## Experiment 6: Pulse Code Modulation

Experiment 6: Pulse Code Modulation This experiment deals with the conversion of an analog signal into a digital signal, the coding of the digital si...
Author: Doris Hodge
Experiment 6: Pulse Code Modulation

This experiment deals with the conversion of an analog signal into a digital signal, the coding of the digital signal into pulses (Pulse Code Modulation), and the recovery of the analog signal at the receiver end (demodulation). The integrated circuits that are utilized in this experiment are the Analog-to-Digital Converter (ADC) TL5501 and the Digital-to-Analog Converter (DAC) DAC0806.

1

Introduction

From the sampling theorem, it is known that a signal x(t) that is bandlimited to B Hz can be reconstructed from its samples taken uniformly at a rate greater than 2B samples per second. Ideally, the sampling is performed by multiplying x(t) by a train of (physically nonexistent) impulses δTs (t) spaced Ts , where Ts = 1/fs is the sampling period and fs is the sampling rate. The sampled signal xs (t) is expressed as: xs (t) = = =

x(t)δTs (t) 1 [x(t) + 2x(t) cos 2πfs t + 2x(t) cos 4πfs t + 2x(t) cos 6πfs t + . . .] Ts " # ∞ X x(t) 1+2 cos(2πnfs t) Ts n=1

(1)

therefore the spectrum is given by Xs (f ) =

∞ 1 X X(f − nfs ) Ts n=−∞

(2)

Hence the spectrum Xs (f ) of a sampled signal consists of repetitions of X(f ) every fs Hz. If fs < 2B, overlapping of the repetitions of X(f ) occurs leading to a condition known as aliasing. The minimum sampling rate required to avoid aliasing is called the Nyquist rate, fs = 2B. However, at the Nyquist rate, an ideal lowpass filter would be necessary to recover x(t) from its samples xs (t) hence a higher sampling rate is needed in practice. Sampling allows for the conversion of an analog signal into a digital signal after a quantization is made on the amplitude of the samples. Quantizing is the process of rounding off the sample value to the closest permissible discret value (quantizing level). The quantizing levels are determined by the analog-to-digital converter characteristics, specifically, the analog input voltage range (Vmin , Vmax ) and the number L of quantizing levels. The levels are separated by the step size ∆v =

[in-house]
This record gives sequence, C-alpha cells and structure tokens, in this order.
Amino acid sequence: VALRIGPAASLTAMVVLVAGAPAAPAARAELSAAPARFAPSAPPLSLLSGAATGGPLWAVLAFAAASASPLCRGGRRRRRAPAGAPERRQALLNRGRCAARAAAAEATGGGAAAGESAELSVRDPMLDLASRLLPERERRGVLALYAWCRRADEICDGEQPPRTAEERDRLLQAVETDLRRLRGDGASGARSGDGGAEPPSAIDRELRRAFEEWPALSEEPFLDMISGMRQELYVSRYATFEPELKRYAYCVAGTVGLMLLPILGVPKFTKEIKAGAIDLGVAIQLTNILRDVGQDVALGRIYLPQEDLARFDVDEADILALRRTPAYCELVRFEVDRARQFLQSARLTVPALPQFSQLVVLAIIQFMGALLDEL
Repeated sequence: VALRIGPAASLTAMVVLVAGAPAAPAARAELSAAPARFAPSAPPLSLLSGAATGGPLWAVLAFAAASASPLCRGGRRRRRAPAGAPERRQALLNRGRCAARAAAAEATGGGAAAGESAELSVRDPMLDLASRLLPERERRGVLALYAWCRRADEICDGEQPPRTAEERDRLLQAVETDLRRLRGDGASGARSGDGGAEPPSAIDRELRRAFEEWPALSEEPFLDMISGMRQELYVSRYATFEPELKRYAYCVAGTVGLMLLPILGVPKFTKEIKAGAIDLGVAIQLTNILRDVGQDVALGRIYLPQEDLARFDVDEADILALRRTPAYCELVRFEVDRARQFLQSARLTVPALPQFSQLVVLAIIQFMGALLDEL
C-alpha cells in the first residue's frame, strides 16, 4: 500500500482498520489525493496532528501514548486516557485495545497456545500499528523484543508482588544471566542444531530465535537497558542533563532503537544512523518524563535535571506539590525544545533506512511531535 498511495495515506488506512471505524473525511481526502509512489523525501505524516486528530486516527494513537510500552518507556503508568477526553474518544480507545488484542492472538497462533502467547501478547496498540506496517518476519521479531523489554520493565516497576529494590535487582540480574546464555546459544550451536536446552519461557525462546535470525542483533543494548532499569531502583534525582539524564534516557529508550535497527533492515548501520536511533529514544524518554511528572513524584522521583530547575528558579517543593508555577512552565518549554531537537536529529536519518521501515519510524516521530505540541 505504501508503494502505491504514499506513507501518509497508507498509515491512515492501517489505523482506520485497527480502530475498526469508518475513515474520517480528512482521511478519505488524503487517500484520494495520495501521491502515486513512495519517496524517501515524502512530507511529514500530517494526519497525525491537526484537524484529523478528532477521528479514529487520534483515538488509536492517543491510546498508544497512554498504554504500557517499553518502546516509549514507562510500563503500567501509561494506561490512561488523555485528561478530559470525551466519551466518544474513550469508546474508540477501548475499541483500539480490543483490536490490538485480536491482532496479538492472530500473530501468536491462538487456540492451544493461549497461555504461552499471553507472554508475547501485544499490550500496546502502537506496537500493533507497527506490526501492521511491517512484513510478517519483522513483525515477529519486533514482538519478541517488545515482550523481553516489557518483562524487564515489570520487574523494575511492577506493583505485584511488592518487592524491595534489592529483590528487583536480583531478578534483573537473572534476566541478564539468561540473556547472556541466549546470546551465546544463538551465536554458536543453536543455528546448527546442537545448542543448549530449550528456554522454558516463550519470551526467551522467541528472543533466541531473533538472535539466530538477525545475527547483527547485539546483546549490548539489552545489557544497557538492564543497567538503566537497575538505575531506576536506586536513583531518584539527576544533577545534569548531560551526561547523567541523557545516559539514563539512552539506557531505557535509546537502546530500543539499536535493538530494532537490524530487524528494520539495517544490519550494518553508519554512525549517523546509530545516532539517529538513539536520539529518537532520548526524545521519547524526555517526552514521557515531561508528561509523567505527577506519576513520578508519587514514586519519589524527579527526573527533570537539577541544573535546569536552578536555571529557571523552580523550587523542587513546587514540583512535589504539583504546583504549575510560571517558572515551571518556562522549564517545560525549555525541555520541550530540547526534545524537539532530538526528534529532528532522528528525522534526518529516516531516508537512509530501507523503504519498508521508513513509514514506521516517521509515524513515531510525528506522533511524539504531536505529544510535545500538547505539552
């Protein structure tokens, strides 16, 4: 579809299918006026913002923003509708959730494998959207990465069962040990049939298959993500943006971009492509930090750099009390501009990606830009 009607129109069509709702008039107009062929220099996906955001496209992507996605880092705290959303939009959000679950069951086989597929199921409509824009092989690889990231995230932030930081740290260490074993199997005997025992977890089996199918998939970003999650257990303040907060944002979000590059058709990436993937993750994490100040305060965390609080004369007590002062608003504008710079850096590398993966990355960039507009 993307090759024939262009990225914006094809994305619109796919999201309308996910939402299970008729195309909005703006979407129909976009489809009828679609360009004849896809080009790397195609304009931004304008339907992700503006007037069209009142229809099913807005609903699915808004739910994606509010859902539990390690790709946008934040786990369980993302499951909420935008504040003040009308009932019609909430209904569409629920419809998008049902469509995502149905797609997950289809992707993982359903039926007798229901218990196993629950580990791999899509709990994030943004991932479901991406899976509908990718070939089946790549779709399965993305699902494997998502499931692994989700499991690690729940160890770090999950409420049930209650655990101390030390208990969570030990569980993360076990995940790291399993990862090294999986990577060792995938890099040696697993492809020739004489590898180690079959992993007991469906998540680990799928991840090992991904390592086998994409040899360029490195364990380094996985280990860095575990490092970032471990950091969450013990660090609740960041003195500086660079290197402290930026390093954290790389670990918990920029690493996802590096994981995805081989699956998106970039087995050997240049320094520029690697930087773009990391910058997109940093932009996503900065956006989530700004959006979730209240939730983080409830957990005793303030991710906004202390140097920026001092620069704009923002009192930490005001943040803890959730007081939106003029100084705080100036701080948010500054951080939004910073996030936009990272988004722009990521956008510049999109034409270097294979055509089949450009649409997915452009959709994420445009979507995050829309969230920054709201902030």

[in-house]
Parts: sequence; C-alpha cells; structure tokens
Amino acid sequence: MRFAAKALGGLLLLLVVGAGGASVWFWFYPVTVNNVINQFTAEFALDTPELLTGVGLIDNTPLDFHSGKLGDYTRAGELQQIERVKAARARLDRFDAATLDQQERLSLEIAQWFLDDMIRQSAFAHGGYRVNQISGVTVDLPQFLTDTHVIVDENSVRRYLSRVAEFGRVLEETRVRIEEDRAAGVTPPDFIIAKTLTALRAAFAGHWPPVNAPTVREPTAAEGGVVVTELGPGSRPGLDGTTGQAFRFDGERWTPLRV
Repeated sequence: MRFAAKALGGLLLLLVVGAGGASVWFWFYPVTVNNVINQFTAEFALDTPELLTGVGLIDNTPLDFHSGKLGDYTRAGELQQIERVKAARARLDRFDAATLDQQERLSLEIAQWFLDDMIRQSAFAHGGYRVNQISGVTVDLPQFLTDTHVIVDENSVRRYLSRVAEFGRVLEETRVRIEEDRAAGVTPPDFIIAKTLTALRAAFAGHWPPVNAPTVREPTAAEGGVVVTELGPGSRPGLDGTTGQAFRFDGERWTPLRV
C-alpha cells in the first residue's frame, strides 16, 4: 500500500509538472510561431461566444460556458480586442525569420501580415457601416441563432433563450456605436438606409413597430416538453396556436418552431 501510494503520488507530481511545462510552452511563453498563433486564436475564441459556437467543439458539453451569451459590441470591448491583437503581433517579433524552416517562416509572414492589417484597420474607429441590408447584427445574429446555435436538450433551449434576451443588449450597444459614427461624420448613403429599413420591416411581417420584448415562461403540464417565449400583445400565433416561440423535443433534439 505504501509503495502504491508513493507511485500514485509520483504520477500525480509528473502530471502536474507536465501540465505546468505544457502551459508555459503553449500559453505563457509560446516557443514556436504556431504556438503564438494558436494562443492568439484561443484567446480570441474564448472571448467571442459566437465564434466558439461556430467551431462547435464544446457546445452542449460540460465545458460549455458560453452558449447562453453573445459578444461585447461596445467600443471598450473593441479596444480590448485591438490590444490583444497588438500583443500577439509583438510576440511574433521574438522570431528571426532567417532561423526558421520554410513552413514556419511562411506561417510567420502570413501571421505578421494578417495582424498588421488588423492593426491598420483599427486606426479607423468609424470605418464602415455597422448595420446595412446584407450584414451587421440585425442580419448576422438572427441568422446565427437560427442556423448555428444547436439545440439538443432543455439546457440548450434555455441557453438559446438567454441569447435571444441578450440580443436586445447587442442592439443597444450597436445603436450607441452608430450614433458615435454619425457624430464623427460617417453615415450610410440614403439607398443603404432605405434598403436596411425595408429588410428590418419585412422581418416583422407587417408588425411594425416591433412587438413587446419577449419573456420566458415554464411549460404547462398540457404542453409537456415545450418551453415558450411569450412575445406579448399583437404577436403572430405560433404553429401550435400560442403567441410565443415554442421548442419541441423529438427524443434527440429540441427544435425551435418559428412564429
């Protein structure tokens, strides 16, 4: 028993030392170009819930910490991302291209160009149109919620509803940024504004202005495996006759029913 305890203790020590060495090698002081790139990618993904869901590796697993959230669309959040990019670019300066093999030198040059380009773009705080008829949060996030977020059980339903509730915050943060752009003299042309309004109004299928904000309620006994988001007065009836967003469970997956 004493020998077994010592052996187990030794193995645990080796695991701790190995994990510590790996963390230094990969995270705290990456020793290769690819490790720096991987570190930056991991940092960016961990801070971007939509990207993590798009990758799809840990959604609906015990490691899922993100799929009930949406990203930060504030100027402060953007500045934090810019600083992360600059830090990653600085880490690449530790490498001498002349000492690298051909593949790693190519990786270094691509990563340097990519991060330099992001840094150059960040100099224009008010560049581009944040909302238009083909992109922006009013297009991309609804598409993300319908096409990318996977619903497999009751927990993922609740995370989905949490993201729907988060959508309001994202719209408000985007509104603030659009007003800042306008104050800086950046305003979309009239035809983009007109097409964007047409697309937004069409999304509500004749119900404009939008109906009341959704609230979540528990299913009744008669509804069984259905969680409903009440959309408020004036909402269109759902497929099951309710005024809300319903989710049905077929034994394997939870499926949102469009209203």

Vmax − Vmin L

(3)

The sample must be approximated to the closest quantizing level producing a maximum quantization error of ±∆v/2. The quantization error can be considered as noise introduced to the samples before quantizing, and the power of the quantization noise is (∆v)2 (4) Nq = 12 The L-ary digital signal (L levels), discret in time and amplitude can be converted into a binary signal (2 levels) by using pulse coding. The code is formed by assigning a binary representation of the decimal number to each of the levels from 0 to L − 1. In a 32-ary signal for example, the binary code for level 0 is 000002 1

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and 101002 represents level 20. When this pulse-coded signal is transmitted, 5 binary digits (or bits) are sent for each sample of xs (t) every Ts seconds. Generally, L is a power of two, such that L = 2n , where n is the number of bits necessary to pulse-code the signal. The bits are represented by two voltage levels. In the TL5501 ADC circuit, 0 and Vcc volts represent bits 0 and 1 respectively.

2

Prelab instructions